You need to distribute force over time
The difference between a punch and a shove is that a shove distributes the impact over time. With bullets, no matter what you make it out of, this is very limited. Even rubber bullets or bean bags would cause major trauma long before they shove a person back because you only really have a few millimeters of compression before the projectile become ridged enough to pernitrate the target.
Instead you need to transfer the force using a fluid. Water works very well as you see with a Fireman's hose, but they are not portable; so, what you really need is a very powerful water gun. The strongest commercially sold water guns in the world use CO2 cartages like you use in a paintball gun.
A typical paintball CO2 tank weighs about 24grams with a total potential energy of about 432J. Because a CO2 tanks loses efficiency as it decompresses and needs time to warm back up, the most sustained energy you can get out of a CO2 is about 1/4 of its total capacity over 5 seconds. IE: 20 J/sec.
It generally takes about 80 J/sec. to even start pushing a normal grown person backwards. So, lets say you want to push someone back 10 ft over the course of 10 seconds, using a CO2 powered water gun, you would need to increase your total potential energy up to about 7000J which would need to be stored in a series of CO2 tanks that are opened in sequence to levelize out to a sustained push as the CO2 tanks lose pressure and cool down. Water guns also suffer a lot of energy loss over distance; so, while a 7000J tank system may work at near point-blank ranges, you may need several times this for a longer ranged water cannon.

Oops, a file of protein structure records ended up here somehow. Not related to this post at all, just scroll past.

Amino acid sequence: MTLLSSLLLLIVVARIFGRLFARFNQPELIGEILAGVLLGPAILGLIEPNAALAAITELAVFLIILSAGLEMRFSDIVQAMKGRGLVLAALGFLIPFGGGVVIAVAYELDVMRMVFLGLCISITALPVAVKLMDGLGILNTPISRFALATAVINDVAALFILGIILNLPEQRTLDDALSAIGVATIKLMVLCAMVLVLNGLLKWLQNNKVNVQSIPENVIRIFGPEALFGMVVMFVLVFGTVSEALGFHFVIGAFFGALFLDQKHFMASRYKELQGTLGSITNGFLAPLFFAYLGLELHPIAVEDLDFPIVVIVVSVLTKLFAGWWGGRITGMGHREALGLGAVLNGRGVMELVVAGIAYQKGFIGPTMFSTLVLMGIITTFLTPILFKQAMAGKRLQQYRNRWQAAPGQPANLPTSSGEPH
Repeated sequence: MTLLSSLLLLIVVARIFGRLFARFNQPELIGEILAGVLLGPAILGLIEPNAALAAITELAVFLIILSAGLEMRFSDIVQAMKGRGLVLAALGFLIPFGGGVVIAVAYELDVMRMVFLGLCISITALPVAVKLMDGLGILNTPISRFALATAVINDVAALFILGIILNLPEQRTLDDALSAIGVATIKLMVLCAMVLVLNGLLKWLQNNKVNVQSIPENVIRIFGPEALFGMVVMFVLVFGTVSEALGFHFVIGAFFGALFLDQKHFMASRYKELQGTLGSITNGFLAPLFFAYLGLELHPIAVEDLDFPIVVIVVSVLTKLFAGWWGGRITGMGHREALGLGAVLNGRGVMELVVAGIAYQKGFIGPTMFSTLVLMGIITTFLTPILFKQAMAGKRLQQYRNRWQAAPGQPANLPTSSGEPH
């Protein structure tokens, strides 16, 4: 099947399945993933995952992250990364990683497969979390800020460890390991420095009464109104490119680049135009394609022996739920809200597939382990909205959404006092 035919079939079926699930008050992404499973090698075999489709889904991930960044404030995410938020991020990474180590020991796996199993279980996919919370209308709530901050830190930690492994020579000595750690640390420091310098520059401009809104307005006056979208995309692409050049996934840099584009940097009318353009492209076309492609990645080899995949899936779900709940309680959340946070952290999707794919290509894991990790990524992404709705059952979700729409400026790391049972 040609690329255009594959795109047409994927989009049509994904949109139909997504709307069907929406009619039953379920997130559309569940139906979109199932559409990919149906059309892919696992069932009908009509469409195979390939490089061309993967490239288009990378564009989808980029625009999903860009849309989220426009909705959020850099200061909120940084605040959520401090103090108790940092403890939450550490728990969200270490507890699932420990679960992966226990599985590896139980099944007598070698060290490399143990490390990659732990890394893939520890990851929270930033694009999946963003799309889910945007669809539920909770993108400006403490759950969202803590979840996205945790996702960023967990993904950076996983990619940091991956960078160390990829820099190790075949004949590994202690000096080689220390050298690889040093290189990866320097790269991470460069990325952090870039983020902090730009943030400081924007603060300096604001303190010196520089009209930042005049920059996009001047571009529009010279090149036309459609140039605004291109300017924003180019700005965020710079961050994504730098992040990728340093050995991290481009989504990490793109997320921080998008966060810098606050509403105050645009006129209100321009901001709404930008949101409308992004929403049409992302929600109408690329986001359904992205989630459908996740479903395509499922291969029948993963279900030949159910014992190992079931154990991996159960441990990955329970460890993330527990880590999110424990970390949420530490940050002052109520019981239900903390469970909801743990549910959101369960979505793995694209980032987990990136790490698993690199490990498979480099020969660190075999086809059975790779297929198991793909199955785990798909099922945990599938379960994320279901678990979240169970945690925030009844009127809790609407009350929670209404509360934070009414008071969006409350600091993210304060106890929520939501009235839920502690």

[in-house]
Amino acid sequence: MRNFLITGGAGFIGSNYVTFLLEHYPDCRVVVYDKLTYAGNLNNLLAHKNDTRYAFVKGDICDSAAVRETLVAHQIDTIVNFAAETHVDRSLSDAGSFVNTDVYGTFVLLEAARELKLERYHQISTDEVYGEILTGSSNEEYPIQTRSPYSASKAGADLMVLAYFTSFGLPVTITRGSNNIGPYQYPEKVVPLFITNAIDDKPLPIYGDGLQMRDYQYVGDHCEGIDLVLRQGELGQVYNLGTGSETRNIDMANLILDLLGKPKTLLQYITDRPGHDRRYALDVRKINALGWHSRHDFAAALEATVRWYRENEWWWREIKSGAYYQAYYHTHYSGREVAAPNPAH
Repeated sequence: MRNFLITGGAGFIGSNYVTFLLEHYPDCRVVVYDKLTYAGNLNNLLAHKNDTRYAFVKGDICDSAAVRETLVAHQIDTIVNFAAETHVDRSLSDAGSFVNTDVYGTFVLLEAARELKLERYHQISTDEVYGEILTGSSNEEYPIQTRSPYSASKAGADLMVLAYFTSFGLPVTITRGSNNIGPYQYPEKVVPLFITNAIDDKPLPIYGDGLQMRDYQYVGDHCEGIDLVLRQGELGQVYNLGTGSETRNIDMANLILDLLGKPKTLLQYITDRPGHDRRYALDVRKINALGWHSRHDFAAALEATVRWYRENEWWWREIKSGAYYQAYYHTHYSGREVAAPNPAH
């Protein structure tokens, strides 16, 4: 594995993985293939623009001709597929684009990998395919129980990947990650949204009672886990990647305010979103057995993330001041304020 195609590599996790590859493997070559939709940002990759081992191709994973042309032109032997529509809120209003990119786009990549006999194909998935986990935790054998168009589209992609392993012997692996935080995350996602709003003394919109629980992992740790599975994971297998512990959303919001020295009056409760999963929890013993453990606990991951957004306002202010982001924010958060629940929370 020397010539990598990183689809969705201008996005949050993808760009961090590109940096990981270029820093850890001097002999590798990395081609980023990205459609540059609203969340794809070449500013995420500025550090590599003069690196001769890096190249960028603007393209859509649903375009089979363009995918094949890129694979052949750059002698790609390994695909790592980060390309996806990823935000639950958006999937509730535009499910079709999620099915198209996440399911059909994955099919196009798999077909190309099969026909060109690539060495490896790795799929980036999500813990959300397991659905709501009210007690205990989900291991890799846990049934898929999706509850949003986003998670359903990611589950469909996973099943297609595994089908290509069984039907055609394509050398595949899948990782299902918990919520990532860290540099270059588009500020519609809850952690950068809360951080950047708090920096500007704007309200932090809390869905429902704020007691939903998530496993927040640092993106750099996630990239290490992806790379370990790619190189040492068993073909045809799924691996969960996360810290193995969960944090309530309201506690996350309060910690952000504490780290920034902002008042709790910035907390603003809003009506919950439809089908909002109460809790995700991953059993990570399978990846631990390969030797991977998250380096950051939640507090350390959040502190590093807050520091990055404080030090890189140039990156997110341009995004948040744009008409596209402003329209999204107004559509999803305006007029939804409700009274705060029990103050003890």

First, you will want a more efficient CO2 tank. A portable sized 3000 PSI fiberglass CO2 tank translates to about 80 Joules of potential energy per gram of weight after you account for inefficiencies like the weight of the tank itself and escaped gases, meaning you store the force required to push a person back 10ft from point-blank range with a set of CO2 tanks that weigh just 6lb. But, water guns are not super efficient over range; so, if you want to knock someone back from farther away like 10-20m, or someone who might weigh a bit more than average, I would expect you to need something more like a 20lbs of CO2 tanks at least.
The harder part would be the weight of the water. A high end CO2 water gun can fire 30oz of water per second (usually in burst of less than 1 second). The higher pressure CO2 tanks means you could achieve much more force per mass of water; so, to get 8 times the force of a normal CO2 water gun with 4 times the pressure, you need 60oz of water per second. So a 10 second burst would require 600oz of water (37.5lb).
So to give yourself a 10 second burst "portable fire hose" you would need about a 20lb CO2 tank, a 40lb water tank, and probably 5-10lb for the actual water gun, tubes, harness, etc. giving you a total weight of just around 65-70lb.
While this sounds unreasonably heavy, keep in mind that the M1 Flamethrower weighed about 70lb and could only fire for about 15 seconds; so, basically what you are making here is a non-lethal flamethrower. Also, the weight of the weapon system will help offset the significant recoil. Can't say if this would be practical enough for your setting, but it would get the job done.
It's also worth noting that getting hit with over half a gallon of high velocity water a second is still going to hurt quite a bit. Your target will likely sustain bruising anywhere the water hits him, and possibly break a few bones as he is knocked back and tumbles from the force of the spray... but it would be very unlikely to kill a healthy grown person; so, should still meet the qualifier of a "non-lethal" weapon.